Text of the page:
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MOSCOW, July 24 (Itar-Tass) - U.S. National Security Agency leaker Edward Snowden cannot leave Moscow’s Sheremetyevo Airport’s transit zone yet as no document allowing him to do so has so far been issued by the Federal Migration Service, lawyer Anatoly Kucherena said on Wednesday, July 24.
“The question has not been solved yet… Snowden took it with understanding,” he said after a meeting with the man at the airport.
Kucherena said, though, that Snowden wants to find a job in Russia.
The lawyer said he had brought Fyodor Dostoyevsky’s “Crime and Punishment” to Snowden. He thinks “he [Snowden] should read it, especially about Raskolnikov.”
“I am not talking about the similarity of inner contradictions,” Kucherena told Russia 24 television, adding that he had brought Chekhov’s works “for dessert.”
The lawyer entered the airport’s transit zone through the entrance used by personnel only, carrying a large bag, in which he said there were “a pair of jeans and a couple of T-shirts for Snowden.”
Snowden arrived at Sheremetyevo Airport from Hong Kong on June 23 and has been staying in its transition zone since then. He has applied for temporary asylum in Russia.
Earlier he had passed to the press information about mass electronic surveillance by the U.S. authorities under the PRISM programme and claimed that American security services watched and recorded people’s actions and conversations even if they did nothing wrong.
He said security services were gathering information primarily about the users of popular search servers and social networks.
His stay in Russia has evoked a controversial reaction in the United States. Secretary of State John Kerry called for “calm and reasonableness” in dealing with the Snowden issue.
“We would hope that Russia would not side with someone who is a fugitive from justice. We’re not looking for a confrontation. We are not ordering anybody,” Kerry said.
The U.S. government keeps insisting on Snowden’s extradition. However Most Russians think that Moscow should not extradite Snowden to the United States, according to a poll conducted by the Public Opinion Foundation (FOM).
The poll was conducted on July 14 in 43 regions of Russia and involved 1,500 respondents. The margin of error does not exceed 3.6 percent.
“Thirty-nine of respondents believe that Russia should not extradite Snowden to the American authorities,” the FOM said on Wednesday, July 17.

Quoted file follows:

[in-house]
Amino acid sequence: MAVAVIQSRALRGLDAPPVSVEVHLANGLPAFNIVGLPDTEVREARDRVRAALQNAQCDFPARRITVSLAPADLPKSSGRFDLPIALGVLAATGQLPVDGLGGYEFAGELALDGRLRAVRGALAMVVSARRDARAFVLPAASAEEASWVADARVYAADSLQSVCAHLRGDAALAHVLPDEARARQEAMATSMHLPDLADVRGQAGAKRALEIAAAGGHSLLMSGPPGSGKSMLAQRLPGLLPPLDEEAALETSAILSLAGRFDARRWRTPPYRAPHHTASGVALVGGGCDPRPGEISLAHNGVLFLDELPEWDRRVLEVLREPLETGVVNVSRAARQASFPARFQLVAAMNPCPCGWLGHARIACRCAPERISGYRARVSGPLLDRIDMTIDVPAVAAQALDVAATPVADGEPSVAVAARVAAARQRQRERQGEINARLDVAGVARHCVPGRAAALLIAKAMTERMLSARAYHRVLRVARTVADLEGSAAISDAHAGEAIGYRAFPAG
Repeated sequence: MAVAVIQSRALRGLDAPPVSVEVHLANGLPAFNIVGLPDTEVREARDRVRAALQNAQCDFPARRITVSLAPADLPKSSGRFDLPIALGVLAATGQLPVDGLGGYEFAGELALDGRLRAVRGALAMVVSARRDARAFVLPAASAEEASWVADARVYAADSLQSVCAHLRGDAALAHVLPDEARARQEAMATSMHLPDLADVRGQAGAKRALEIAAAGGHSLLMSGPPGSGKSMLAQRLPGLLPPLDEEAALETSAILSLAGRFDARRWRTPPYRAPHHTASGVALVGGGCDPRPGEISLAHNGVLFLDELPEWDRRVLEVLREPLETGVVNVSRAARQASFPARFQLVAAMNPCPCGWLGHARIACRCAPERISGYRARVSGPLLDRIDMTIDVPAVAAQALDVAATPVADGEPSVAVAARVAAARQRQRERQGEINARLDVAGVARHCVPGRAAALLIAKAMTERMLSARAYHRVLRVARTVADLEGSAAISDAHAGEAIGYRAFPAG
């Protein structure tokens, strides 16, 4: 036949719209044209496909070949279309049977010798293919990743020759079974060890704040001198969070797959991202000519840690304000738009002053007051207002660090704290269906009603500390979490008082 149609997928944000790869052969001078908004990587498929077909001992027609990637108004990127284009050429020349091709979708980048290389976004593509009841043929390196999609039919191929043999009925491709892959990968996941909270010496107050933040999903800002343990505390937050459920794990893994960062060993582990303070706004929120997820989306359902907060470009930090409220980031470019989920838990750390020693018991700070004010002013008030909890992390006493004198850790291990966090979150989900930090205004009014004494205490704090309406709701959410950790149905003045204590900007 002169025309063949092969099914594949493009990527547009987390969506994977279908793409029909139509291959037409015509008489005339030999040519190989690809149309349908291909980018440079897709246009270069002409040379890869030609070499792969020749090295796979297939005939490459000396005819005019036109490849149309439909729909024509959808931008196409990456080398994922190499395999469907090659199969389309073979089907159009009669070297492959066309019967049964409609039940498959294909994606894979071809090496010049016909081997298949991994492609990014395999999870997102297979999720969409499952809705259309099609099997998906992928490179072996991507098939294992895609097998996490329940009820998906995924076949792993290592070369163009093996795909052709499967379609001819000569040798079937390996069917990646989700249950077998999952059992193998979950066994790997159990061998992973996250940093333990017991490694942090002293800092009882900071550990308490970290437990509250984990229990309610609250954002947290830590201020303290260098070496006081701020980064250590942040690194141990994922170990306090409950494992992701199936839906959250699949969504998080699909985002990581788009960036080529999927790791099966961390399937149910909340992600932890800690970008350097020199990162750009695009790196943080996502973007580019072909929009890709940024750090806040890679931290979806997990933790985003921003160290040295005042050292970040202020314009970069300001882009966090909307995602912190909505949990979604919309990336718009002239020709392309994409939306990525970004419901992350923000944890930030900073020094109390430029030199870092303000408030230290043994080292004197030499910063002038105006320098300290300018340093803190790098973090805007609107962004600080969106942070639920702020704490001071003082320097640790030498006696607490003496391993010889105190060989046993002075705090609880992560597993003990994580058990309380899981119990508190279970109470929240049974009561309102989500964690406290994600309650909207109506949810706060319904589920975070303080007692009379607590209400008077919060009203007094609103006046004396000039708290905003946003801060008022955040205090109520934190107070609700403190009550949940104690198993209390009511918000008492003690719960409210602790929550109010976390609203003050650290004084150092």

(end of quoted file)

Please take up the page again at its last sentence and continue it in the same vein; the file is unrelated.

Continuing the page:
At the same time, 18 percent of those polled think that Snowden should be extradited to the United States. Fifty-nine percent are not aware of who Snowden is.
About 27 percent of Russians think that Russia should give political asylum to Snowden, while 23 percent are of the opinion that Moscow should not do this. One in two respondents was undecided.
Commenting on the issue of Snowden’s possible extradition to the United States, President Vladimir Putin said earlier: “Mr. Snowden is a free man, and the sooner he chooses his final destination the better it is for us and for him. I hope it will not affect the business-like character of our relations with the U.S. and I hope that our partners will understand that.”
Snowden will leave Russia as soon as such an opportunity presents itself but the situation remains unclear, Putin said.
“It is in limbo right now but as soon as he has an opportunity to move elsewhere he will certainly do so,” he said. “He knows the terms of granting political asylum and, judging from his latest statements, he is changing his position, but the situation is not completely clear yet.”
The United States has basically blocked Snowden in Russia by not letting other countries allow him to travel through their territories, the president said. “He arrived in our territory without invitation. He was travelling to other countries as a transit passenger. But as soon as he was airborne and this became known, our American partners had basically blocked his further movement,” Putin said.
“They also frightened all other countries and no one wants to receive him. So they have basically blocked him on our territory,” he added.
When asked about Snowden’s further fate, Putin replied: “How should I know? It’s his life and his fate.”
“After all he wants to move to a place of permanent residence and wants to live permanently elsewhere,” the president said.
He recalled that Snowden had been offered to stay in Russia on condition that he stopped his political activities. “We have certain relations with the United States and we do not want your activities to damage our relations with the U.S. He said no. You are laughing but I am being serious. He said he wanted to continue his activities, he wanted to fight for human rights and he thought that the U.S. violated certain norms of international law and interfered in private life, and his goal was to fight that. We said: do so but without us. We have other things to fight,” Putin said.